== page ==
Mark Manson writes,
One of my best friends recently told me that the prestigious multinational corporation he worked for was itching to permanently send him to India. They wanted him to manage their expansion into that market. And, obviously, India is a huge emerging market. They gave him the Godfather offer to go — enough money to live in a mansion, with personal chefs, private drivers, everything. The irony, of course, was that my friend is a first generation Indian-American. His parents gave up everything decades ago and fought their way to the US to give their kids opportunities they would never have had back in India. They succeeded. What they didn’t expect was that that opportunity for their son they gave up everything for? It was back in India.
One of my big take-aways from Naim’s The End of Power is that emerging economies have a lot going for them. If the future belongs to auto-didacts, it also belongs to people who are comfortable living in more than one country.
The latest issue of MIT Technology Review lists ten (not-yet-proven) breakthrough technologies. Two that caught my eye:
Solar panels that are twice as efficient as current designs. Although I strongly oppose subsidizing current solar industries, I do hope for a “solar singularity,” meaning that at some point solar power becomes more efficient than other sources of energy and then continues to increase its advantage.
A new circuit breaker that would allow the electric grid to operate on direct current, which
can efficiently transport electricity over thousands of kilometers and for long distances underwater
Julie Berry Cullen, Steven D. Levitt, Erin Robertson, and Sally Sadoff write,
our advice to high schools when it comes to underperforming students is to redefine the mission and eschew traditional success metrics like test scores, focusing instead on more pragmatic objectives like keeping kids out of trouble, giving them practical life skills, and helping with labor market integration. That conclusion will no doubt be unsatisfying to many readers. In an ideal world, high schools would perform miracles, bringing struggling students back from the brink schools and launching them towards four-year college degrees.
So far, I could call this Journal of Economic Perspectives symposium on education “Living with the null hypothesis.”
President Obama says that the science is clear. Greg J. Duncan and Katherine Magnuson are not so sure.
We find that the evidence supports few unqualified conclusions. Many early childhood education programs appear to boost cognitive ability and early school achievement in the short run. However, most of them show smaller impacts than those generated by the best-known programs, and their cognitive impacts largely disappear within a few years. Despite this fade-out, long-run follow-ups from a handful of well-known programs show lasting positive effects on such outcomes as greater educational attainment, higher earnings, and lower rates of crime. Since findings regarding
short and longer-run impacts on “noncognitive” outcomes are mixed, it is uncertain what skills, behaviors, or developmental processes are particularly important in producing these longer-run impacts
Suppose that mortgages were bundled into securities, intermediated by mutual funds whose values float, just like those of equity mutual funds, and held around the world in retirement accounts, pension funds, and our endowments’ portfolios, without government guarantees at every step. This would be a terrific financial structure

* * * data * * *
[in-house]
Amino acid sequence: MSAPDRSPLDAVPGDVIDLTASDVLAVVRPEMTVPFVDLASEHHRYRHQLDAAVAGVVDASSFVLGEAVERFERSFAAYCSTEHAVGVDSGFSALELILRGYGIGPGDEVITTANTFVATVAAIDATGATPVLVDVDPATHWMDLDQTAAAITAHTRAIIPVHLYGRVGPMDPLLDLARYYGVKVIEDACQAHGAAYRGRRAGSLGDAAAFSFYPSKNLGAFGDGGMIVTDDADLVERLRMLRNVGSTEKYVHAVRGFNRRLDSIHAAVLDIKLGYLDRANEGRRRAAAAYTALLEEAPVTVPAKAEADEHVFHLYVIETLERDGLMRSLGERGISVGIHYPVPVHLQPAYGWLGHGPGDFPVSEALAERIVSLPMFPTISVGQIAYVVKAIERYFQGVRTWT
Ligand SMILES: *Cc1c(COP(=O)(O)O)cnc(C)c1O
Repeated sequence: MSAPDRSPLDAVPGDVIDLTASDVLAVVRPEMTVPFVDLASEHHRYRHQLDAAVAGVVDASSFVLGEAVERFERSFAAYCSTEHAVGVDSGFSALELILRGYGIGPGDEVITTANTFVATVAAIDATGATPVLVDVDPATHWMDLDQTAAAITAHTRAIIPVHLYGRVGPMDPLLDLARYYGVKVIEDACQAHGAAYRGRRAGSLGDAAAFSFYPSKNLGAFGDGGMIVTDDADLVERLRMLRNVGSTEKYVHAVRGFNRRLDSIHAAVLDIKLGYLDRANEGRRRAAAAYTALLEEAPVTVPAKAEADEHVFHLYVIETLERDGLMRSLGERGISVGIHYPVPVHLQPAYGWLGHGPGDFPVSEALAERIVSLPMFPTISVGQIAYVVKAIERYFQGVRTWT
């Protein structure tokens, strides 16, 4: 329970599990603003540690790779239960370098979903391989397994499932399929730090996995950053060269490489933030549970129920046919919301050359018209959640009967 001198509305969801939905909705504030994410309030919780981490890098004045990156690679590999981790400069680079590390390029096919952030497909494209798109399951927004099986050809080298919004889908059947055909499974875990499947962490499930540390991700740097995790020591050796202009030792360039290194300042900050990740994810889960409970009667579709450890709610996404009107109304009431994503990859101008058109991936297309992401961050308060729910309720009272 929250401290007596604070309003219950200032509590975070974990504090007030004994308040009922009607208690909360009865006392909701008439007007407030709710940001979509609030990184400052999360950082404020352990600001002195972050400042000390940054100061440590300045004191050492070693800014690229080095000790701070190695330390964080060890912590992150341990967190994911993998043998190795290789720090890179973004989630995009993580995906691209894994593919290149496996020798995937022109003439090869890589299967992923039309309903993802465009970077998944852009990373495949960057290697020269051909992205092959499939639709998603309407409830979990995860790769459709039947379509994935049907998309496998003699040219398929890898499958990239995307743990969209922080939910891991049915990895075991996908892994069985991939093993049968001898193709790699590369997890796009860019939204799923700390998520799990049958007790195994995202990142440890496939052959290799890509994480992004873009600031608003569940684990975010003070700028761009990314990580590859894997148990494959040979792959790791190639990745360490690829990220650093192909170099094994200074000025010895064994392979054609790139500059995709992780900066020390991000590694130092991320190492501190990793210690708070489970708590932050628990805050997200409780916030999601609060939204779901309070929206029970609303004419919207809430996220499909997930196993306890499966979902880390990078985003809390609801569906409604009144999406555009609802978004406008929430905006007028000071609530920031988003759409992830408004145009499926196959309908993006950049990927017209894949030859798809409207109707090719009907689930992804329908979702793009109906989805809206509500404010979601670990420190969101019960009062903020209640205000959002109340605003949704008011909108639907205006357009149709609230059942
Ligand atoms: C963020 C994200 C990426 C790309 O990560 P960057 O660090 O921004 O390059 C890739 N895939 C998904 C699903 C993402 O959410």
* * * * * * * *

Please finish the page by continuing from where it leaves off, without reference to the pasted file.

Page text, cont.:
I think that this would be an improvement. However, the household demand for risk-free assets might lead banks or money-market funds to offer fixed-rate instruments backed by these floating-rate securities. Add enough leverage and you have a very shaky financial structure. In any case, I continue to believe that if there were no government actions distorting the price differential between a thirty-year mortgage with an interest rate fixed for just five years and a thirty-year fixed-rate mortgage, the latter would cease to dominate the housing finance system in the U.S.
In the Journal of Economic Perspectives, Malkiel writes,
The major inefficiency in financial markets today involves the market for investment advice, and poses the question of why investors continue to pay fees for asset management services that are so high. It is hard to think of any other service that is priced at such a high proportion of value.
After all, active management and fees have survived 40 years of efficient-market disdain. Economists who would dismiss “people are stupid” as an “explanation” for a pricing anomaly that lasts 40 years surely cannot use the same “explanation” for the persistence of active management. Economists who think the evidence favors lots of “inefficiencies” in the market are even less well placed to deplore active management. They should conclude that we need more, or at least better, active management to They should conclude that we need more, or at least better, active management to correct the market’s inefficiencies. Their puzzle is the inability of existing managers correct the market’s inefficiencies. Their puzzle is the inability of existing managers to pick low-hanging fruit. to pick low-hanging fruit.
I suppose that one can believe that there are a lot of inefficiencies in the market and also believe that active managers are so bad at finding these inefficiencies that they actually make things worse.